It usually takes a year and costs about Php 170,000 to 205,000 or about USD 4,000. This cost is broken down into:
- 1,000 Form Fee
- 39,000 Filing and Docketing Fee
- 100,000 Oath Taking and Naturalization Fee
- 30,000 to 65,000 Publication Fee
Remember, read the fine print carefully and pay attention to detail.
That way, errors can be avoided and your petition can be quickly granted.
Do you qualify for Administrative Naturalization?
For administrative naturalization, you’ve got to have all of the below to qualify.
Otherwise, it is best if you file for Judicial Naturalization.
- You were born and have lived in the Philippines your entire life;
- You are 18 years old at the time of the petition;
- You are of good moral character, believe in the principles of the Constitution and conduct yourself well with the government and your community;
- You were in a CHED recognized school for primary and secondary education where Philippine history, civics and education and where enrollment is for all races. This also applies to your minor children;
- You must have enough income to support yourself and your family except if you cannot practice your profession due to citizenship requirements;
- You speak any Filipino dialect;
- You mingled with Filipinos.
Step 1: Create your petition
Break out your pencils, because you will have to write a bit.
Thankfully, the information you need is pretty simple and is listed below.
In addition, don’t forget the attachments you need as these are important requirements.
You’ll need to have 5 copies. Please include the following in your petition:
- A thumbmark on every page;
- A passport sized photo attached to each copy;
- You full name, nickname and any other name you are known by;
- Your place and date of birth;
- Your current and former addresses;
- Your adoptive or natural parents’ name, citizenship, and residences;
- Your trade or profession and that of your wife and children;
- Your civil status and the date and place of all marriages as well as the name, date of birth, birthplace, citizenship, and residence of the spouse. If you were legally separated or annulled, you’ll have to include the date and the court that granted the decree. If you have been widowed, you’ll need to provide the date and place of death of your spouse.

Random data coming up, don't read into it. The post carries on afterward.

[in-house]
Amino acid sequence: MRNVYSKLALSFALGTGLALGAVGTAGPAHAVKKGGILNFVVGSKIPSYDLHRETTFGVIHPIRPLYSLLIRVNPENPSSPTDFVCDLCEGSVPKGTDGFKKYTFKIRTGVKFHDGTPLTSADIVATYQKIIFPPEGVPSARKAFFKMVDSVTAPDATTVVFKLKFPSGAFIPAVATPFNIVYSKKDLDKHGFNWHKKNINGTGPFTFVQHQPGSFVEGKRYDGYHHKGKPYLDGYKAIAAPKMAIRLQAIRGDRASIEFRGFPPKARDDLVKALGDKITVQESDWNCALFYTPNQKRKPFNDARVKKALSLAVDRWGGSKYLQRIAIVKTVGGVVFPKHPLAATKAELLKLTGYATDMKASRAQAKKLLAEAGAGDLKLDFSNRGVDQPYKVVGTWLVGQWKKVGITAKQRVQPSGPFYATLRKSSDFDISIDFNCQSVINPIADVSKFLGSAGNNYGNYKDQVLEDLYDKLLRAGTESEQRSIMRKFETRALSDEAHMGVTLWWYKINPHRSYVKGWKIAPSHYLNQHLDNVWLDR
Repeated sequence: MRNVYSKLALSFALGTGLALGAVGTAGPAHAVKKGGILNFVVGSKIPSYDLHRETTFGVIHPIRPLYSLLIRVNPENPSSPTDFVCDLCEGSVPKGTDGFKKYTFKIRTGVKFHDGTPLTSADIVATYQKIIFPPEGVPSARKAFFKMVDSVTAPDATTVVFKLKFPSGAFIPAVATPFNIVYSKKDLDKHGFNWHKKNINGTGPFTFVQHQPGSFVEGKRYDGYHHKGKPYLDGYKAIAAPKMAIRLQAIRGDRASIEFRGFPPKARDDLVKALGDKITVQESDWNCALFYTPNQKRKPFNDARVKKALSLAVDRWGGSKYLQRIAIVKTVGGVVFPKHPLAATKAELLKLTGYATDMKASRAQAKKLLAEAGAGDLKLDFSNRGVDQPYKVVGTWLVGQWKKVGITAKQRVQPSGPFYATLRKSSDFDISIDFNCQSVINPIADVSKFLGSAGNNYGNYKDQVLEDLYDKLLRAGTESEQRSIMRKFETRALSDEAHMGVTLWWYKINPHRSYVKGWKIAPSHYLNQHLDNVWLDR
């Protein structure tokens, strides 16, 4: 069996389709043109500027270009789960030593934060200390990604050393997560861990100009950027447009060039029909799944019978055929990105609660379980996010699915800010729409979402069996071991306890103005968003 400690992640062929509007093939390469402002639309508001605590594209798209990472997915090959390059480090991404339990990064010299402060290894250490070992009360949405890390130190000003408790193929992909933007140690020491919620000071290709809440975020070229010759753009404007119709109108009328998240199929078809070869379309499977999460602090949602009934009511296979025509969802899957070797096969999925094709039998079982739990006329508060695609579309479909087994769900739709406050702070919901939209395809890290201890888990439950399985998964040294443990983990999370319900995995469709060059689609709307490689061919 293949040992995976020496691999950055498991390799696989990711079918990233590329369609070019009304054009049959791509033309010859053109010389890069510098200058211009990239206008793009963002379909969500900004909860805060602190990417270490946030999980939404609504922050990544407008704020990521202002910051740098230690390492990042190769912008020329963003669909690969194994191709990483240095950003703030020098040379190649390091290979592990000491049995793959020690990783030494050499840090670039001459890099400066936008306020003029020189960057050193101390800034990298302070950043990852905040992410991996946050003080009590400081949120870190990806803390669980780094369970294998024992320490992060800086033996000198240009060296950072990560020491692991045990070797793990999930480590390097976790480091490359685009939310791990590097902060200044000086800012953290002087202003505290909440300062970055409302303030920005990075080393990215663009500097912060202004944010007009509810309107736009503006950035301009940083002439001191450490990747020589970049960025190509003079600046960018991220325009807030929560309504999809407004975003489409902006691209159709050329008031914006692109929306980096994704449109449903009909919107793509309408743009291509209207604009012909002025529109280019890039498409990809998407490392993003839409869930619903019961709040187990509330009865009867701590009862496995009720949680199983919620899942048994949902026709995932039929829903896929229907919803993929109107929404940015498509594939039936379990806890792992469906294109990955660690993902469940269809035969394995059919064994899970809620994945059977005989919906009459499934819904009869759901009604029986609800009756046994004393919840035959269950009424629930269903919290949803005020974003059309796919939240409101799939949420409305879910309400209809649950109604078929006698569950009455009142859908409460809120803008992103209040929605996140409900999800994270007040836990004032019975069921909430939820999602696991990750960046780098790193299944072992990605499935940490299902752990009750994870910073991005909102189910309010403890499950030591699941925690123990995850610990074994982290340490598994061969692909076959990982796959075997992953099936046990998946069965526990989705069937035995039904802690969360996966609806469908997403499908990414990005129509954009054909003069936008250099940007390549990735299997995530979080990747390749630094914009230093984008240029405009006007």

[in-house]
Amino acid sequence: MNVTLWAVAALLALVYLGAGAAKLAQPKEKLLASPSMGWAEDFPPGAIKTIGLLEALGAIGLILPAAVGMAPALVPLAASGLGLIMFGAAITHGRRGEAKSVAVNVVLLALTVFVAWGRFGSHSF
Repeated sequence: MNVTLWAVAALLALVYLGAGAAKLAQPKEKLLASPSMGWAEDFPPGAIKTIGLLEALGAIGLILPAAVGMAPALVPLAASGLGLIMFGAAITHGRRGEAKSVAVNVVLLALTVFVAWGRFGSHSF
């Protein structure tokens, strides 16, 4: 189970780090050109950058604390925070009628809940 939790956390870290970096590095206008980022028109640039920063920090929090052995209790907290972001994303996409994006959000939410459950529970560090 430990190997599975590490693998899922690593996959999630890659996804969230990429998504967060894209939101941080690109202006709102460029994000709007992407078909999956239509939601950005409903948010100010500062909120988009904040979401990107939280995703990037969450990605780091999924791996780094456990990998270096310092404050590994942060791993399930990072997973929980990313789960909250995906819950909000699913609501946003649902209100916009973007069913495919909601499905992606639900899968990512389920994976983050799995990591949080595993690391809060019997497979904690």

- Declaration that you shall not be a public charge (in other words, dependent on the government).
- Declaration that you really desire to become a Philippine citizen and renounce allegiance to any other country or state.
You’ll also need to attach the following documents:
- Your original or certified copy of your birth certificate;
- Your original or certified alien certificate of registration and native-born certificate of residence;
- Your original or certified copy of your marriage certificate, death certificate if widowed, or legal separation decree if separated;
- Your children’s original or certified copy of your birth certificate, certificate of registration, or native-born certificate of residence;
- Affidavit of financial capacity supported by documents such as bank, stock or ownership of other properties;
- Affidavits of 2 Filipinos of good standing who live in your city and who have known you for at least 10 years. These two witnesses must assure the committee that you’ve good moral character and that you are qualified to become a Philippine citizen;
- A medical certificate stating that you have no drug dependencies, are not mentally alienated, do not have AIDs or any contagious, incurable disease;
- School records and a certificate stating that your children are enrolled in DECS accredited schools with Philippine history, government and civics and which is not limited to a particular race;
- Income tax returns for the past 3 years if employed.
I really suggest that you run your documents by the ladies who are at the naturalization desk first. They can check to make sure everything is alright before you start.
Step 2: Filing and Processing Your Petition
- File your petition with the Secretariat of the Special Committee on Naturalization. The office of the committee is at the Office of the Solicitor General in Makati.